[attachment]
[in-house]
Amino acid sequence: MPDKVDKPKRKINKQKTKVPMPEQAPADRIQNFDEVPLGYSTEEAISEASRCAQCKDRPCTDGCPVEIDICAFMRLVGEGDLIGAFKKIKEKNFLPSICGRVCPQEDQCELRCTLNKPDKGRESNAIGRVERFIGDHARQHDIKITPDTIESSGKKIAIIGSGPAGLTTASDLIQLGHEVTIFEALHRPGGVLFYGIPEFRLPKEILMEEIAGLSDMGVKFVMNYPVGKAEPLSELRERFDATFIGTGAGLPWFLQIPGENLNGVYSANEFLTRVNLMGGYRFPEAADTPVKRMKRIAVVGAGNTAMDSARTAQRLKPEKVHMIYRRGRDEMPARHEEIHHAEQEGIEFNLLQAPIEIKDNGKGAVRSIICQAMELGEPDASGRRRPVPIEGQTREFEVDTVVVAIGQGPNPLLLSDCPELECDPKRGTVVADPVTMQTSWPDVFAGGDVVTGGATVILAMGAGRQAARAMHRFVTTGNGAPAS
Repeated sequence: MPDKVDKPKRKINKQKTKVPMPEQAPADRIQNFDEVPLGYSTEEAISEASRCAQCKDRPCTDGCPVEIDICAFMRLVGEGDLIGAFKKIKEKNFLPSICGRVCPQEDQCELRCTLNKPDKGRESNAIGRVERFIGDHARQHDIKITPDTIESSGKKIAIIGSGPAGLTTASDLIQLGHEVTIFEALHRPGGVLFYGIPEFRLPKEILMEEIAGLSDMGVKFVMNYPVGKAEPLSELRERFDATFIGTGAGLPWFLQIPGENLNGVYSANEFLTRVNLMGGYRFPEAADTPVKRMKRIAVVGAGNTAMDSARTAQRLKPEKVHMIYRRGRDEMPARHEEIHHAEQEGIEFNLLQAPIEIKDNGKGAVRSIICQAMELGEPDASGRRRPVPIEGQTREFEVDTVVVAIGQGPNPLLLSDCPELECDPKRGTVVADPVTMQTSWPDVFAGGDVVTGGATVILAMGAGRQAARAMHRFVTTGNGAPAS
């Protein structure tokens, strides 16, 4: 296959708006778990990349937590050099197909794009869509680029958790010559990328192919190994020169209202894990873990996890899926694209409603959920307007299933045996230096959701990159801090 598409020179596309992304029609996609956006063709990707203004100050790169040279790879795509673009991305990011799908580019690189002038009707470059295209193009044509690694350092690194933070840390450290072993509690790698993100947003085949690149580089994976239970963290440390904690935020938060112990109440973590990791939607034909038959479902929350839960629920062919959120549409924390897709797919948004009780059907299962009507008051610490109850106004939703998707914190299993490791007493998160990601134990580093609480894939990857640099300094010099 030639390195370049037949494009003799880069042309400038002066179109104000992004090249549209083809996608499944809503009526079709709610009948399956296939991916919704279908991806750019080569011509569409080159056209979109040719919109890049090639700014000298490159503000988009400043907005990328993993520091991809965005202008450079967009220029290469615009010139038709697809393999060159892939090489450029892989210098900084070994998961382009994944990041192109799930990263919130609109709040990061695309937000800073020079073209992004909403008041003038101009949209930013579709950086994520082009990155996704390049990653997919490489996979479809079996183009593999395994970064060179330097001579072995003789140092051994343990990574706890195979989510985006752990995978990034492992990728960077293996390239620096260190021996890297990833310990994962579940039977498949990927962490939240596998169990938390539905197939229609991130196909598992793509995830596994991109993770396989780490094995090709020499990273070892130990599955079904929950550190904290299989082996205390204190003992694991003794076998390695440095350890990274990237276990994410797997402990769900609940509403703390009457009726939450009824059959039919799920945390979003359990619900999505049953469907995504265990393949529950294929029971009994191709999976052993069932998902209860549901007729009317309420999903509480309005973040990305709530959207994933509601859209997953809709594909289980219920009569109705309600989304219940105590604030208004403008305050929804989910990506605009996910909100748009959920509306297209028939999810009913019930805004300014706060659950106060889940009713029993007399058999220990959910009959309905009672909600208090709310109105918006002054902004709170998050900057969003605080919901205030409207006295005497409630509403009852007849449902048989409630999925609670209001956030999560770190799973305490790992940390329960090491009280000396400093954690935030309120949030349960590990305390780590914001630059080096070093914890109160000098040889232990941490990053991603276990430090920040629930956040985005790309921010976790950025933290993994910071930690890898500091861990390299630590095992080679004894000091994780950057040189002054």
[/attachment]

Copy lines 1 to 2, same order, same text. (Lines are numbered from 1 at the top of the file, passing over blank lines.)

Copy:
[in-house]
Amino acid sequence: MPDKVDKPKRKINKQKTKVPMPEQAPADRIQNFDEVPLGYSTEEAISEASRCAQCKDRPCTDGCPVEIDICAFMRLVGEGDLIGAFKKIKEKNFLPSICGRVCPQEDQCELRCTLNKPDKGRESNAIGRVERFIGDHARQHDIKITPDTIESSGKKIAIIGSGPAGLTTASDLIQLGHEVTIFEALHRPGGVLFYGIPEFRLPKEILMEEIAGLSDMGVKFVMNYPVGKAEPLSELRERFDATFIGTGAGLPWFLQIPGENLNGVYSANEFLTRVNLMGGYRFPEAADTPVKRMKRIAVVGAGNTAMDSARTAQRLKPEKVHMIYRRGRDEMPARHEEIHHAEQEGIEFNLLQAPIEIKDNGKGAVRSIICQAMELGEPDASGRRRPVPIEGQTREFEVDTVVVAIGQGPNPLLLSDCPELECDPKRGTVVADPVTMQTSWPDVFAGGDVVTGGATVILAMGAGRQAARAMHRFVTTGNGAPAS